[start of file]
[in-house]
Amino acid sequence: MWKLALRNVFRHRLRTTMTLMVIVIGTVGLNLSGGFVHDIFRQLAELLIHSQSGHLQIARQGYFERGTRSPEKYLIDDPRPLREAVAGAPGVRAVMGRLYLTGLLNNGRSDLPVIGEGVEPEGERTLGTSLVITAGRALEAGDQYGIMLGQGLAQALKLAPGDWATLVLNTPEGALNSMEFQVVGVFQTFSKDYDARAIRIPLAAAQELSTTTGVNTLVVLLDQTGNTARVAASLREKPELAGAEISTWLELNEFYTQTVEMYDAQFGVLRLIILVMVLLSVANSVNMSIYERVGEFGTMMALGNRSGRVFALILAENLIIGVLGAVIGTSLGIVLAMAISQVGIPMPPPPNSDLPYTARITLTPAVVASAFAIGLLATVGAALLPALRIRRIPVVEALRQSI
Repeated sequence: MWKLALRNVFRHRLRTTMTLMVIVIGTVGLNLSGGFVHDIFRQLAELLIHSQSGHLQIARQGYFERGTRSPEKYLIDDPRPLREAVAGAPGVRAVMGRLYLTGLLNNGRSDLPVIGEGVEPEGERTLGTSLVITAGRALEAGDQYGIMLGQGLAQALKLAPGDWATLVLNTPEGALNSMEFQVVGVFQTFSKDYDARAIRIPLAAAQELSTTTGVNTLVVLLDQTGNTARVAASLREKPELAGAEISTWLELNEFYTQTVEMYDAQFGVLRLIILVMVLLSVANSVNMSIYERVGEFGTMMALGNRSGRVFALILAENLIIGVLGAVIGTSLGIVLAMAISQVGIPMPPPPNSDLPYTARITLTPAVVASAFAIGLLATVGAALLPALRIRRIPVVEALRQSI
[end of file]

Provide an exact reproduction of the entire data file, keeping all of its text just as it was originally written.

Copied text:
[in-house]
Amino acid sequence: MWKLALRNVFRHRLRTTMTLMVIVIGTVGLNLSGGFVHDIFRQLAELLIHSQSGHLQIARQGYFERGTRSPEKYLIDDPRPLREAVAGAPGVRAVMGRLYLTGLLNNGRSDLPVIGEGVEPEGERTLGTSLVITAGRALEAGDQYGIMLGQGLAQALKLAPGDWATLVLNTPEGALNSMEFQVVGVFQTFSKDYDARAIRIPLAAAQELSTTTGVNTLVVLLDQTGNTARVAASLREKPELAGAEISTWLELNEFYTQTVEMYDAQFGVLRLIILVMVLLSVANSVNMSIYERVGEFGTMMALGNRSGRVFALILAENLIIGVLGAVIGTSLGIVLAMAISQVGIPMPPPPNSDLPYTARITLTPAVVASAFAIGLLATVGAALLPALRIRRIPVVEALRQSI
Repeated sequence: MWKLALRNVFRHRLRTTMTLMVIVIGTVGLNLSGGFVHDIFRQLAELLIHSQSGHLQIARQGYFERGTRSPEKYLIDDPRPLREAVAGAPGVRAVMGRLYLTGLLNNGRSDLPVIGEGVEPEGERTLGTSLVITAGRALEAGDQYGIMLGQGLAQALKLAPGDWATLVLNTPEGALNSMEFQVVGVFQTFSKDYDARAIRIPLAAAQELSTTTGVNTLVVLLDQTGNTARVAASLREKPELAGAEISTWLELNEFYTQTVEMYDAQFGVLRLIILVMVLLSVANSVNMSIYERVGEFGTMMALGNRSGRVFALILAENLIIGVLGAVIGTSLGIVLAMAISQVGIPMPPPPNSDLPYTARITLTPAVVASAFAIGLLATVGAALLPALRIRRIPVVEALRQSI